Of all these notions and views regarding the plague, whose development we have represented, there are two especially, which are prominent in historical importance:- 1st, The opinion of learned physicians, that the pestilence, or epidemic constitution, is the parent of various kinds of disease; that the plague sometimes, indeed, but by no means always, originates from it: that, to speak in the language of the moderns, the pestilence bears the same relation to contagion that a predisposing cause does to an occasional cause; and 2ndly, the universal conviction of the contagious power of that disease.

Contagion gradually attracted more notice: it was thought that in it the most powerful occasional cause might be avoided; the possibility of protecting whole cities by separation became gradually more evident; and so horrifying was the recollection of the eventful year of the "Great Mortality," that before the close of the fourteenth century, ere the ill effects of the Black Plague had ceased, nations endeavoured to guard against the return of this enemy by an earnest and effectual defence.

The first regulation which was issued for this purpose, originated with Viscount Bernabo, and is dated the 17th January, 1374. "Every plague-patient was to be taken out of the city into the fields, there to die or to recover. Those who attended upon a plague-patient, were to remain apart for ten days before they again associated with anybody. The priests were to examine the diseased, and point out to special commissioners the persons infected, under punishment of the confiscation of their goods and of being burned alive. Whoever imported the plague, the state condemned his goods to confiscation. Finally, none except those who were appointed for that purpose were to attend plague- patients, under penalty of death and confiscation.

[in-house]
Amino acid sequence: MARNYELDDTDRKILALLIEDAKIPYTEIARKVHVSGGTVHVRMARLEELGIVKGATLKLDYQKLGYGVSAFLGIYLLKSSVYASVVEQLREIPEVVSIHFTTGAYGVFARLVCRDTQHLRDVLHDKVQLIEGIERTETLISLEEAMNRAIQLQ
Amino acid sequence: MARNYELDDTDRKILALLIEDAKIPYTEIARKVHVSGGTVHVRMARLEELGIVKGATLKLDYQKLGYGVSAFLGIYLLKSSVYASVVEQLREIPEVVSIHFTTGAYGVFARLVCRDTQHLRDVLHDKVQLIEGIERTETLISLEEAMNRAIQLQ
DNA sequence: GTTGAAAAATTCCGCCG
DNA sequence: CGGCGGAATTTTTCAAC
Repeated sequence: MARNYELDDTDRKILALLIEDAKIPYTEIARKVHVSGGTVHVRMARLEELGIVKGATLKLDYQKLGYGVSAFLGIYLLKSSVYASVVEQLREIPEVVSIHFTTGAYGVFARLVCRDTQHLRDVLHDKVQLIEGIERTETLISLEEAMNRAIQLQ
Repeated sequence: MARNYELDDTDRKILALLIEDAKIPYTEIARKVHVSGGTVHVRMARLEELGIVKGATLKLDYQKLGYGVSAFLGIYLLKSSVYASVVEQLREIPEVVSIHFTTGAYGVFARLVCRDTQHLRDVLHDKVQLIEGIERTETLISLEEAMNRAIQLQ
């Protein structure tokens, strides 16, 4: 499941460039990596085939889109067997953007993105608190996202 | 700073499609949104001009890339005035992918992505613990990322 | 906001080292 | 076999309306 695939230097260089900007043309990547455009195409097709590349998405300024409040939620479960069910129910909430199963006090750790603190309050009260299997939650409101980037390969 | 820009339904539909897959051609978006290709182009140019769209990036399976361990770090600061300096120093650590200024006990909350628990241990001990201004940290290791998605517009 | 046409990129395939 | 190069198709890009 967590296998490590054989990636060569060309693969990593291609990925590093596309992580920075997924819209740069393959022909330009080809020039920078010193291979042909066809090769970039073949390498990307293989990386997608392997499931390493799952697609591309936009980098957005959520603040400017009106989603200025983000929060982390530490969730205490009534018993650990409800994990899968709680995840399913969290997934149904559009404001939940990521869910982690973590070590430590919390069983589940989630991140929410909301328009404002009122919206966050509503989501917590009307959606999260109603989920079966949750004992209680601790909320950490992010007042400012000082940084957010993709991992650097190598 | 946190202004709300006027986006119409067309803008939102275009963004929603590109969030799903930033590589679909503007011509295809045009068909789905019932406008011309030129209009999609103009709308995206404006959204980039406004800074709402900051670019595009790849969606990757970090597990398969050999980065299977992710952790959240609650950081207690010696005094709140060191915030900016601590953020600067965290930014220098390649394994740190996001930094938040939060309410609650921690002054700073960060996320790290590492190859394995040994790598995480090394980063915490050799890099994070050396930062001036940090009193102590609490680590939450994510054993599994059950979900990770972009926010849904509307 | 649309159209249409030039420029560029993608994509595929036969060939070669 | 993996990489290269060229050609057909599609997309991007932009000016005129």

These orders, in correspondence with the spirit of the fourteenth century, are sufficiently decided to indicate a recollection of the good effects of confinement, and of keeping at a distance those suspected of having plague. It was said that Milan itself, by a rigorous barricade of three houses in which the plague had broken out, maintained itself free from the "Great Mortality" for a considerable time; and examples of the preservation of individual families, by means of a strict separation, were certainly very frequent. That these orders must have caused universal affliction from their uncommon severity, as we know to have been especially the case in the city of Reggio, may be easily conceived; but Bernabo did not suffer himself to be deterred from his purpose by fear--on the contrary, when the plague returned in the year 1383, he forbade the admission of people from infected places into his territories on pain of death. We have now, it is true, no account how far he succeeded; yet it is to be supposed that he arrested the disease, for it had long lost the property of the Black Death, to spread abroad in the air the contagious matter which proceeded from the lungs, charged with putridity, and to taint the atmosphere of whole cities by the vast numbers of the sick. Now that it had resumed its milder form, so that it infected only by contact, it admitted being confined within individual dwellings, as easily as in modern times.